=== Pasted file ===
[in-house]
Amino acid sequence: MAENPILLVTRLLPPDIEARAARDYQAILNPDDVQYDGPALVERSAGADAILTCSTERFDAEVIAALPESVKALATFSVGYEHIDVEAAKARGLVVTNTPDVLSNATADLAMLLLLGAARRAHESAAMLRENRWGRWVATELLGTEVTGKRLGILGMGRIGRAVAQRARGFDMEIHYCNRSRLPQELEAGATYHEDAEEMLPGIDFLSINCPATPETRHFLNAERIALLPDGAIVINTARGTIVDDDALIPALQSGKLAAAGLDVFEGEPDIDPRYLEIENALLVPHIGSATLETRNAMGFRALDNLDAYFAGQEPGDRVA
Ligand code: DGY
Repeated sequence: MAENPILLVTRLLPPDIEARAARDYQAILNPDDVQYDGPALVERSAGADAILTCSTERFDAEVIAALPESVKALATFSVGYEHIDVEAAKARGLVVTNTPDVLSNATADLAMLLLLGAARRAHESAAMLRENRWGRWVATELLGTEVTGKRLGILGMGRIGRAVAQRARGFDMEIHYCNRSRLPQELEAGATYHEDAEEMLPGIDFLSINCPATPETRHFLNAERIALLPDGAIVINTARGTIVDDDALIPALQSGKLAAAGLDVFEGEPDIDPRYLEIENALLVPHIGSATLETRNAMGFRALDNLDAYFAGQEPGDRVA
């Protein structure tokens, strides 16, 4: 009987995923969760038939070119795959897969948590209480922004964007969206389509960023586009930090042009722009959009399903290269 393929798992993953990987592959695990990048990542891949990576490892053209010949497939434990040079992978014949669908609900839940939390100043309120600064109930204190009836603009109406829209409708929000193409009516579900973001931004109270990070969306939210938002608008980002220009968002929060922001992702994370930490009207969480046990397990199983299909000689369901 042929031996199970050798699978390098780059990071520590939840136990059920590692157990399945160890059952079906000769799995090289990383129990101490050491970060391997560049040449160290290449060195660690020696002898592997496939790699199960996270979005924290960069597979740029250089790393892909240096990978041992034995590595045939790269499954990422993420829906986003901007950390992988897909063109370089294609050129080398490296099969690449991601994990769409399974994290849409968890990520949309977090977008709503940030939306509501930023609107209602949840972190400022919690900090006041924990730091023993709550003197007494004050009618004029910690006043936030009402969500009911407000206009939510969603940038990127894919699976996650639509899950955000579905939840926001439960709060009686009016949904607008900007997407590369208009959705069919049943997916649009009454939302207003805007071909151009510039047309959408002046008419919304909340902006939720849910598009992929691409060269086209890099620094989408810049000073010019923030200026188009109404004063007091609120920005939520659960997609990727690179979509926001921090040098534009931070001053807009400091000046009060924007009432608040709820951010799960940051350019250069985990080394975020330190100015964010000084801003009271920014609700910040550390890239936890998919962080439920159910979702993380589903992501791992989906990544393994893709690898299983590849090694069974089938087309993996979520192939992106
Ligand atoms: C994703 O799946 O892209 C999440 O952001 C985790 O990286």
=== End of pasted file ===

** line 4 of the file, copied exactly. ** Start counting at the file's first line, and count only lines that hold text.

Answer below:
Repeated sequence: MAENPILLVTRLLPPDIEARAARDYQAILNPDDVQYDGPALVERSAGADAILTCSTERFDAEVIAALPESVKALATFSVGYEHIDVEAAKARGLVVTNTPDVLSNATADLAMLLLLGAARRAHESAAMLRENRWGRWVATELLGTEVTGKRLGILGMGRIGRAVAQRARGFDMEIHYCNRSRLPQELEAGATYHEDAEEMLPGIDFLSINCPATPETRHFLNAERIALLPDGAIVINTARGTIVDDDALIPALQSGKLAAAGLDVFEGEPDIDPRYLEIENALLVPHIGSATLETRNAMGFRALDNLDAYFAGQEPGDRVA